From Publishers Weekly
Starred Review. Nobel laureate Morrison returns more explicitly to the
net of pain cast by slavery, a theme she detailed so memorably in
Beloved. Set at the close of the 17th century, the book details
America's untoward foundation: dominion over Native Americans,
indentured workers, women and slaves. A slave at a plantation in
Maryland offers up her daughter, Florens, to a relatively humane
Northern farmer, Jacob, as debt payment from their owner. The ripples of
this choice spread to the inhabitants of Jacob's farm, populated by
women with intersecting and conflicting desires. Jacob's wife, Rebekka,
struggles with her faith as she loses one child after another to the
harsh New World. A Native servant, Lina, survivor of a smallpox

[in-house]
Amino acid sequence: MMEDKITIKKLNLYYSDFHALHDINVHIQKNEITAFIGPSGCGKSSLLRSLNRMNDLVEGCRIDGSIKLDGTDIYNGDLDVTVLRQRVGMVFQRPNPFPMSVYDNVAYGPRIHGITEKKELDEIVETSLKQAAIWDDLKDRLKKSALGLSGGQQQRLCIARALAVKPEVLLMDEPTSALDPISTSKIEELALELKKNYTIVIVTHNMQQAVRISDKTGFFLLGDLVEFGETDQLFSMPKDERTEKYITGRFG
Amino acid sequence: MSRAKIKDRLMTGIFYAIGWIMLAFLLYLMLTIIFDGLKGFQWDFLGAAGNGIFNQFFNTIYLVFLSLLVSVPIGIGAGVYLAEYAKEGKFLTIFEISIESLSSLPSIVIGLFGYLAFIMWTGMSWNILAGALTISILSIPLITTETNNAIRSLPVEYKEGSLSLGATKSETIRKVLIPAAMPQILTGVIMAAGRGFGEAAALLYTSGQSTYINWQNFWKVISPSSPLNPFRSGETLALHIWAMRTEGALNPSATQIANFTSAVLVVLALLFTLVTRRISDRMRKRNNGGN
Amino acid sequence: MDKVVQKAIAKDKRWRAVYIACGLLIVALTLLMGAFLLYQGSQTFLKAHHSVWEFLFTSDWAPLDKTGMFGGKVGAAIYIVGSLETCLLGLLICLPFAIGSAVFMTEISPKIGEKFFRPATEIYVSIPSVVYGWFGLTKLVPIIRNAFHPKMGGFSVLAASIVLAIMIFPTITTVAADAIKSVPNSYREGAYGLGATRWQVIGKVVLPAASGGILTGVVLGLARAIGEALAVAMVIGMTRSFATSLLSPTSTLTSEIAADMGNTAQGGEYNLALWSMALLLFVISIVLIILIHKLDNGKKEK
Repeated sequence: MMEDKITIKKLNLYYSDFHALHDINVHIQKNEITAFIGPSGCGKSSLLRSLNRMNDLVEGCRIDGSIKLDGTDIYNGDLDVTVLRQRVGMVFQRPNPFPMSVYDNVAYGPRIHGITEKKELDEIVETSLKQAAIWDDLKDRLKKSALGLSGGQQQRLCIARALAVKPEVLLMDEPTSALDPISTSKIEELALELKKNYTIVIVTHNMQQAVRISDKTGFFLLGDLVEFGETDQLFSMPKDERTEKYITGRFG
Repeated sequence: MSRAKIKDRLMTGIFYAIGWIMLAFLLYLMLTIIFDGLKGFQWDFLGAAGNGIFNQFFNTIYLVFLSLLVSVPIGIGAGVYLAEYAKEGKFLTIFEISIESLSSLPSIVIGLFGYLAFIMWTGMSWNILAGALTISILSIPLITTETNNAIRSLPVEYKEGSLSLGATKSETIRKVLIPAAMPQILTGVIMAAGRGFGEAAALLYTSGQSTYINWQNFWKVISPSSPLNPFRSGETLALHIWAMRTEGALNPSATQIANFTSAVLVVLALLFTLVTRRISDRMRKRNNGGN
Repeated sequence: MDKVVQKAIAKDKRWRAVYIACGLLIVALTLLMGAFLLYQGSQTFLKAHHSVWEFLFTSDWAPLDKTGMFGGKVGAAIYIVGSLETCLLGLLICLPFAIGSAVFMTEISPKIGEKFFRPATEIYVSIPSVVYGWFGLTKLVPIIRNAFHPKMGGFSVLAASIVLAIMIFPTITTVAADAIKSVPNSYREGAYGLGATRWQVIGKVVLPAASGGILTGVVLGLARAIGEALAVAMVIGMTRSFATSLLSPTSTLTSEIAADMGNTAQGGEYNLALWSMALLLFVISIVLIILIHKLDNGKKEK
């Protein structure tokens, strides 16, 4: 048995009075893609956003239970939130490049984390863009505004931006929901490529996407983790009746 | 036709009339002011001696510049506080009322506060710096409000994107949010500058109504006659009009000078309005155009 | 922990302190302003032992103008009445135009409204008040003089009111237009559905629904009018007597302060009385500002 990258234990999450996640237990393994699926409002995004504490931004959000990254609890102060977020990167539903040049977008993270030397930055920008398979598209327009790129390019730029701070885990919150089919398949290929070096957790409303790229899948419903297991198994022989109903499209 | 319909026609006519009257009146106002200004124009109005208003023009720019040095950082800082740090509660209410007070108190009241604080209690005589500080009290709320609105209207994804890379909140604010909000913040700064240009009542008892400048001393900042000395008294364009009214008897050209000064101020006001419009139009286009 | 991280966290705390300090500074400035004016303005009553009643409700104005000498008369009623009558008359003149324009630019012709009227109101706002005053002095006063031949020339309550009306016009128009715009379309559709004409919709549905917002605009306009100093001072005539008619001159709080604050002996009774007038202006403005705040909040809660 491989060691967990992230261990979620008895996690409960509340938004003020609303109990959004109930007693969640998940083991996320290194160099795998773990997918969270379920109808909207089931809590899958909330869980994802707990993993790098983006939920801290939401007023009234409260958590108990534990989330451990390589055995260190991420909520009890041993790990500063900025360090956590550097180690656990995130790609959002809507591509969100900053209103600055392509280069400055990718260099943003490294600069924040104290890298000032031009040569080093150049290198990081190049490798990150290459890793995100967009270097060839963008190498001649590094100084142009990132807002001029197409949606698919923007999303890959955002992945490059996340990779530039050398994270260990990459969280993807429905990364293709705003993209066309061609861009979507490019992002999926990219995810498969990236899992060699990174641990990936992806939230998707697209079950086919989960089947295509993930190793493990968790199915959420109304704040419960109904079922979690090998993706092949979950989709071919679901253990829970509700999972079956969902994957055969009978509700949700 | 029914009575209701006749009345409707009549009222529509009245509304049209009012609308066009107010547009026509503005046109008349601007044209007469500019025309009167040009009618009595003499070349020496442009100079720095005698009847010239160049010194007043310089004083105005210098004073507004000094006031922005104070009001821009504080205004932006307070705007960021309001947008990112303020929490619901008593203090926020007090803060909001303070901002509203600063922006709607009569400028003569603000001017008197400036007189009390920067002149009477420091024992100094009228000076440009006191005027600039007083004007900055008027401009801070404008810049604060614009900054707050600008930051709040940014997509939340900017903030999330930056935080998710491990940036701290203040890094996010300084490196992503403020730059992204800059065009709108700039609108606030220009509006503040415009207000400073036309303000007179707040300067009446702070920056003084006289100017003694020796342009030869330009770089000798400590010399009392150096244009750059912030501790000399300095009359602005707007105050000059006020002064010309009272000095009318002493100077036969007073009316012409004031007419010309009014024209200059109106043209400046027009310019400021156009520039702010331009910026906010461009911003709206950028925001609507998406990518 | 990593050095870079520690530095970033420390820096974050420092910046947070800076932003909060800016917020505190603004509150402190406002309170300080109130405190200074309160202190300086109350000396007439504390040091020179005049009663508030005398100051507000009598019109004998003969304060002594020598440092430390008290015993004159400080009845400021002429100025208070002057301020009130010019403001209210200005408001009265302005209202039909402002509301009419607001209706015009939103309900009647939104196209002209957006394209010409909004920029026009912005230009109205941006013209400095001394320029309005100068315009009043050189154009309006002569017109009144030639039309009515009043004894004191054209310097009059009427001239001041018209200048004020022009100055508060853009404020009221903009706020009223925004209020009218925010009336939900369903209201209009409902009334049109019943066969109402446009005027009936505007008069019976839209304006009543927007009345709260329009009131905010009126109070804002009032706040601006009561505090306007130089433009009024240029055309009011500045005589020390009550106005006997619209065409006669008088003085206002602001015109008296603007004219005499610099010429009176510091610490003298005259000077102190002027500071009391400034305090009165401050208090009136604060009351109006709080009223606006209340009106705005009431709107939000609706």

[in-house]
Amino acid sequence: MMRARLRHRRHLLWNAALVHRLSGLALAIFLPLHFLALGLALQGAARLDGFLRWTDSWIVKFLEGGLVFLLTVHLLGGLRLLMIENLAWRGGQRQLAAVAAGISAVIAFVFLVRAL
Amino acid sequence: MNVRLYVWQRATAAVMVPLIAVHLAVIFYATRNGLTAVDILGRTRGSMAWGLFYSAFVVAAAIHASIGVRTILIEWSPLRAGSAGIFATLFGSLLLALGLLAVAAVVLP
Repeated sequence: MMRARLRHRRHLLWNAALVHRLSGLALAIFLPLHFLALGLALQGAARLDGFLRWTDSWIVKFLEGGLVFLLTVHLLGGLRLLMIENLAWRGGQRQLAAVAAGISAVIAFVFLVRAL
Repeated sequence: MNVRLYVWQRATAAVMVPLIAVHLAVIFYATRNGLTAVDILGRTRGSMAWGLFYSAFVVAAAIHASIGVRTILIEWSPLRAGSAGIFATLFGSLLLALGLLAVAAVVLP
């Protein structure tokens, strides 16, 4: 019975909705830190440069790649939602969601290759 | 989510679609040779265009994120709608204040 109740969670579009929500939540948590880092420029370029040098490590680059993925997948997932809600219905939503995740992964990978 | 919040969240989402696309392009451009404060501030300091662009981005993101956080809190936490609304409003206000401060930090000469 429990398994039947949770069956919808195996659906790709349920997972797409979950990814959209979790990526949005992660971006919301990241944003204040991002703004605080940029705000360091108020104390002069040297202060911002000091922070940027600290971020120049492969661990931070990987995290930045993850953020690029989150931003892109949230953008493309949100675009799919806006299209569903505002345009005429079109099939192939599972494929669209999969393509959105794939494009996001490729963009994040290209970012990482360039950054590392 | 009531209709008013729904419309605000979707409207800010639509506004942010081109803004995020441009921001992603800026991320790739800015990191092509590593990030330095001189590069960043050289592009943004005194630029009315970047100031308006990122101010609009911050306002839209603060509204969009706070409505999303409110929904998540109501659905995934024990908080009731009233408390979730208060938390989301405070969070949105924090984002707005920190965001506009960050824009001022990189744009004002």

outbreak, craves Florens's love to replace the family taken from her,
and distrusts the other servant, a peculiar girl named Sorrow. When
Jacob falls ill, all these women are threatened. Morrison's lyricism
infuses the shifting voices of her characters as they describe a brutal
society being forged in the wilderness. Morrison's unflinching narrative
is all the more powerful for its relative brevity; it takes hold of the
reader and doesn't let go until the wrenching final-page crescendo.
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